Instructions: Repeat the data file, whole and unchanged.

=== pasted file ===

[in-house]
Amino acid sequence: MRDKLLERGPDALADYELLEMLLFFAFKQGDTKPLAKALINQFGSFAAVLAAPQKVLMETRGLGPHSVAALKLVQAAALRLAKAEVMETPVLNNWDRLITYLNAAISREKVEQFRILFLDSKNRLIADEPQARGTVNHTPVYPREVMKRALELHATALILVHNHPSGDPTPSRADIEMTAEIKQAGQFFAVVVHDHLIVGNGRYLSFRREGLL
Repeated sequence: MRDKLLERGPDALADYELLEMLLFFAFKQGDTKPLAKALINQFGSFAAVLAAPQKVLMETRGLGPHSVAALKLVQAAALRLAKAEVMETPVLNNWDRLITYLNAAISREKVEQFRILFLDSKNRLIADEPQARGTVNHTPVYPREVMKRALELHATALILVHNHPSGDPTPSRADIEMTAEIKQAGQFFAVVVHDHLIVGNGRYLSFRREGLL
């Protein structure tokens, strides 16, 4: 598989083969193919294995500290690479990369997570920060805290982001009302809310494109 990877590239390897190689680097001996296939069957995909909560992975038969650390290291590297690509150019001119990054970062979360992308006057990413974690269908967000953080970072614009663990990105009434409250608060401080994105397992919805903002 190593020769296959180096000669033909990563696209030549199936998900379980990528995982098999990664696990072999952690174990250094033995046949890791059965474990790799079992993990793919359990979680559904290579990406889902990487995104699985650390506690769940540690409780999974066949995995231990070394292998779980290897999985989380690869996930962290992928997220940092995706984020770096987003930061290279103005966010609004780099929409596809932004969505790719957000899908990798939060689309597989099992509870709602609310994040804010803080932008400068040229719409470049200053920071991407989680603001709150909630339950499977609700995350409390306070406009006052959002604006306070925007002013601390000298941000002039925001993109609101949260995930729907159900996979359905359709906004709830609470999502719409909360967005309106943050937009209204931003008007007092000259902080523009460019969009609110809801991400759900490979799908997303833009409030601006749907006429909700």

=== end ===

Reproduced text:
[in-house]
Amino acid sequence: MRDKLLERGPDALADYELLEMLLFFAFKQGDTKPLAKALINQFGSFAAVLAAPQKVLMETRGLGPHSVAALKLVQAAALRLAKAEVMETPVLNNWDRLITYLNAAISREKVEQFRILFLDSKNRLIADEPQARGTVNHTPVYPREVMKRALELHATALILVHNHPSGDPTPSRADIEMTAEIKQAGQFFAVVVHDHLIVGNGRYLSFRREGLL
Repeated sequence: MRDKLLERGPDALADYELLEMLLFFAFKQGDTKPLAKALINQFGSFAAVLAAPQKVLMETRGLGPHSVAALKLVQAAALRLAKAEVMETPVLNNWDRLITYLNAAISREKVEQFRILFLDSKNRLIADEPQARGTVNHTPVYPREVMKRALELHATALILVHNHPSGDPTPSRADIEMTAEIKQAGQFFAVVVHDHLIVGNGRYLSFRREGLL
């Protein structure tokens, strides 16, 4: 598989083969193919294995500290690479990369997570920060805290982001009302809310494109 990877590239390897190689680097001996296939069957995909909560992975038969650390290291590297690509150019001119990054970062979360992308006057990413974690269908967000953080970072614009663990990105009434409250608060401080994105397992919805903002 190593020769296959180096000669033909990563696209030549199936998900379980990528995982098999990664696990072999952690174990250094033995046949890791059965474990790799079992993990793919359990979680559904290579990406889902990487995104699985650390506690769940540690409780999974066949995995231990070394292998779980290897999985989380690869996930962290992928997220940092995706984020770096987003930061290279103005966010609004780099929409596809932004969505790719957000899908990798939060689309597989099992509870709602609310994040804010803080932008400068040229719409470049200053920071991407989680603001709150909630339950499977609700995350409390306070406009006052959002604006306070925007002013601390000298941000002039925001993109609101949260995930729907159900996979359905359709906004709830609470999502719409909360967005309106943050937009209204931003008007007092000259902080523009460019969009609110809801991400759900490979799908997303833009409030601006749907006429909700």